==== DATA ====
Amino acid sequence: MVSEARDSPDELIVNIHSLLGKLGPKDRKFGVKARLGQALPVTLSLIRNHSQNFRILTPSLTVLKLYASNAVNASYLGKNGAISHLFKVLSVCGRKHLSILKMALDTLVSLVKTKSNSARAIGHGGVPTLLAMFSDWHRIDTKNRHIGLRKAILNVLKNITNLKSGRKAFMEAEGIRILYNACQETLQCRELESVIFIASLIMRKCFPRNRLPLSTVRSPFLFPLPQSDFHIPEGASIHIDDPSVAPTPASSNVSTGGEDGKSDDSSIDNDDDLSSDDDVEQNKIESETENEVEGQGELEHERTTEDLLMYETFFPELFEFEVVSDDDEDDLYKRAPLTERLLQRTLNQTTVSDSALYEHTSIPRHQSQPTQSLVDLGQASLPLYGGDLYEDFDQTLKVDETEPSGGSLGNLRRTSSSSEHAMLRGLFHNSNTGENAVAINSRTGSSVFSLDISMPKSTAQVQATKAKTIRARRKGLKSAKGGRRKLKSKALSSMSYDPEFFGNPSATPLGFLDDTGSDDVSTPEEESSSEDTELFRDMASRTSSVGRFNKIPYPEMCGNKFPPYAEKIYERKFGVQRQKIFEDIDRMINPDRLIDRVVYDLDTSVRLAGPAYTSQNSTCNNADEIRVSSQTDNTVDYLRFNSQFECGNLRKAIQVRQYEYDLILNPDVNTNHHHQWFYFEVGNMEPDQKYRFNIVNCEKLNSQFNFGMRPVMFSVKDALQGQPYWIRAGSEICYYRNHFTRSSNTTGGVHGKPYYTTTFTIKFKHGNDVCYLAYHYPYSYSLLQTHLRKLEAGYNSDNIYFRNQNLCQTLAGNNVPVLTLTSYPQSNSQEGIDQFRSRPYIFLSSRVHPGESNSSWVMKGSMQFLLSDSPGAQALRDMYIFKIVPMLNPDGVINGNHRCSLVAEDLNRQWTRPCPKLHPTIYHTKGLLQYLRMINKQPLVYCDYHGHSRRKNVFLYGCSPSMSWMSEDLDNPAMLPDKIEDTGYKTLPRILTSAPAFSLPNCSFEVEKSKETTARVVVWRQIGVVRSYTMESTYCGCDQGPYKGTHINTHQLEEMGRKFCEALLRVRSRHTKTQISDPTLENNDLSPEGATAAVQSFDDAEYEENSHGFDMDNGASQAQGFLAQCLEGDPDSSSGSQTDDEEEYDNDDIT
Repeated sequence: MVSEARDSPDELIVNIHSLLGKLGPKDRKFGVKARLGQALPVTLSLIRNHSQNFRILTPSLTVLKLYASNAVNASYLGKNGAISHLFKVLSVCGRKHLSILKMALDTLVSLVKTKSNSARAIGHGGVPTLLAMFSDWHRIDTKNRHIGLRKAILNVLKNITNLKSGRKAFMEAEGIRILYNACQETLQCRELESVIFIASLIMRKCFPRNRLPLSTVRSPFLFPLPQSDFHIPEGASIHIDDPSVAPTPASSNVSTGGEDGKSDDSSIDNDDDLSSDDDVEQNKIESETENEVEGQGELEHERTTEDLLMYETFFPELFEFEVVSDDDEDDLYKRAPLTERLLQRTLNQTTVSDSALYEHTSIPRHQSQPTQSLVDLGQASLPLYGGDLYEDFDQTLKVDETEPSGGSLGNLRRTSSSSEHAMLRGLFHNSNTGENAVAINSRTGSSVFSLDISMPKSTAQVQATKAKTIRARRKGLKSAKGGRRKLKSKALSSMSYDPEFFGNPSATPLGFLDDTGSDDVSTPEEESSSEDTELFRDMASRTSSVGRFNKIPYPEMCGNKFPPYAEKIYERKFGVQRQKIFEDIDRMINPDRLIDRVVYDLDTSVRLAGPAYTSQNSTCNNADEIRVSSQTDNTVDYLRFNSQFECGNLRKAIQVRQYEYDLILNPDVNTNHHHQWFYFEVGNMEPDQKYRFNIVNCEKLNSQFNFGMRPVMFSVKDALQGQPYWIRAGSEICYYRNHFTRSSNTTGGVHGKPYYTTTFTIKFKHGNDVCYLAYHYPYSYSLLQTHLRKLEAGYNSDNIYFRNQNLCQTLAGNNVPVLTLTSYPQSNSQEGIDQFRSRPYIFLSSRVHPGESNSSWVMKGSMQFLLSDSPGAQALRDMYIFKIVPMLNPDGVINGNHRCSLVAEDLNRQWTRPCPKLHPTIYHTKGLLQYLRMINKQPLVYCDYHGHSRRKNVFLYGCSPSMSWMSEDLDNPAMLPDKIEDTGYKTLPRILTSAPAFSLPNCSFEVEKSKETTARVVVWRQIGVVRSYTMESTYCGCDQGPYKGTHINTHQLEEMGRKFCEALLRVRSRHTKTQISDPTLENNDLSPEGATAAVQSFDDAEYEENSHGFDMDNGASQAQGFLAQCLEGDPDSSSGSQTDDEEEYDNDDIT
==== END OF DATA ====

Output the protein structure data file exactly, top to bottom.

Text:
Amino acid sequence: MVSEARDSPDELIVNIHSLLGKLGPKDRKFGVKARLGQALPVTLSLIRNHSQNFRILTPSLTVLKLYASNAVNASYLGKNGAISHLFKVLSVCGRKHLSILKMALDTLVSLVKTKSNSARAIGHGGVPTLLAMFSDWHRIDTKNRHIGLRKAILNVLKNITNLKSGRKAFMEAEGIRILYNACQETLQCRELESVIFIASLIMRKCFPRNRLPLSTVRSPFLFPLPQSDFHIPEGASIHIDDPSVAPTPASSNVSTGGEDGKSDDSSIDNDDDLSSDDDVEQNKIESETENEVEGQGELEHERTTEDLLMYETFFPELFEFEVVSDDDEDDLYKRAPLTERLLQRTLNQTTVSDSALYEHTSIPRHQSQPTQSLVDLGQASLPLYGGDLYEDFDQTLKVDETEPSGGSLGNLRRTSSSSEHAMLRGLFHNSNTGENAVAINSRTGSSVFSLDISMPKSTAQVQATKAKTIRARRKGLKSAKGGRRKLKSKALSSMSYDPEFFGNPSATPLGFLDDTGSDDVSTPEEESSSEDTELFRDMASRTSSVGRFNKIPYPEMCGNKFPPYAEKIYERKFGVQRQKIFEDIDRMINPDRLIDRVVYDLDTSVRLAGPAYTSQNSTCNNADEIRVSSQTDNTVDYLRFNSQFECGNLRKAIQVRQYEYDLILNPDVNTNHHHQWFYFEVGNMEPDQKYRFNIVNCEKLNSQFNFGMRPVMFSVKDALQGQPYWIRAGSEICYYRNHFTRSSNTTGGVHGKPYYTTTFTIKFKHGNDVCYLAYHYPYSYSLLQTHLRKLEAGYNSDNIYFRNQNLCQTLAGNNVPVLTLTSYPQSNSQEGIDQFRSRPYIFLSSRVHPGESNSSWVMKGSMQFLLSDSPGAQALRDMYIFKIVPMLNPDGVINGNHRCSLVAEDLNRQWTRPCPKLHPTIYHTKGLLQYLRMINKQPLVYCDYHGHSRRKNVFLYGCSPSMSWMSEDLDNPAMLPDKIEDTGYKTLPRILTSAPAFSLPNCSFEVEKSKETTARVVVWRQIGVVRSYTMESTYCGCDQGPYKGTHINTHQLEEMGRKFCEALLRVRSRHTKTQISDPTLENNDLSPEGATAAVQSFDDAEYEENSHGFDMDNGASQAQGFLAQCLEGDPDSSSGSQTDDEEEYDNDDIT
Repeated sequence: MVSEARDSPDELIVNIHSLLGKLGPKDRKFGVKARLGQALPVTLSLIRNHSQNFRILTPSLTVLKLYASNAVNASYLGKNGAISHLFKVLSVCGRKHLSILKMALDTLVSLVKTKSNSARAIGHGGVPTLLAMFSDWHRIDTKNRHIGLRKAILNVLKNITNLKSGRKAFMEAEGIRILYNACQETLQCRELESVIFIASLIMRKCFPRNRLPLSTVRSPFLFPLPQSDFHIPEGASIHIDDPSVAPTPASSNVSTGGEDGKSDDSSIDNDDDLSSDDDVEQNKIESETENEVEGQGELEHERTTEDLLMYETFFPELFEFEVVSDDDEDDLYKRAPLTERLLQRTLNQTTVSDSALYEHTSIPRHQSQPTQSLVDLGQASLPLYGGDLYEDFDQTLKVDETEPSGGSLGNLRRTSSSSEHAMLRGLFHNSNTGENAVAINSRTGSSVFSLDISMPKSTAQVQATKAKTIRARRKGLKSAKGGRRKLKSKALSSMSYDPEFFGNPSATPLGFLDDTGSDDVSTPEEESSSEDTELFRDMASRTSSVGRFNKIPYPEMCGNKFPPYAEKIYERKFGVQRQKIFEDIDRMINPDRLIDRVVYDLDTSVRLAGPAYTSQNSTCNNADEIRVSSQTDNTVDYLRFNSQFECGNLRKAIQVRQYEYDLILNPDVNTNHHHQWFYFEVGNMEPDQKYRFNIVNCEKLNSQFNFGMRPVMFSVKDALQGQPYWIRAGSEICYYRNHFTRSSNTTGGVHGKPYYTTTFTIKFKHGNDVCYLAYHYPYSYSLLQTHLRKLEAGYNSDNIYFRNQNLCQTLAGNNVPVLTLTSYPQSNSQEGIDQFRSRPYIFLSSRVHPGESNSSWVMKGSMQFLLSDSPGAQALRDMYIFKIVPMLNPDGVINGNHRCSLVAEDLNRQWTRPCPKLHPTIYHTKGLLQYLRMINKQPLVYCDYHGHSRRKNVFLYGCSPSMSWMSEDLDNPAMLPDKIEDTGYKTLPRILTSAPAFSLPNCSFEVEKSKETTARVVVWRQIGVVRSYTMESTYCGCDQGPYKGTHINTHQLEEMGRKFCEALLRVRSRHTKTQISDPTLENNDLSPEGATAAVQSFDDAEYEENSHGFDMDNGASQAQGFLAQCLEGDPDSSSGSQTDDEEEYDNDDIT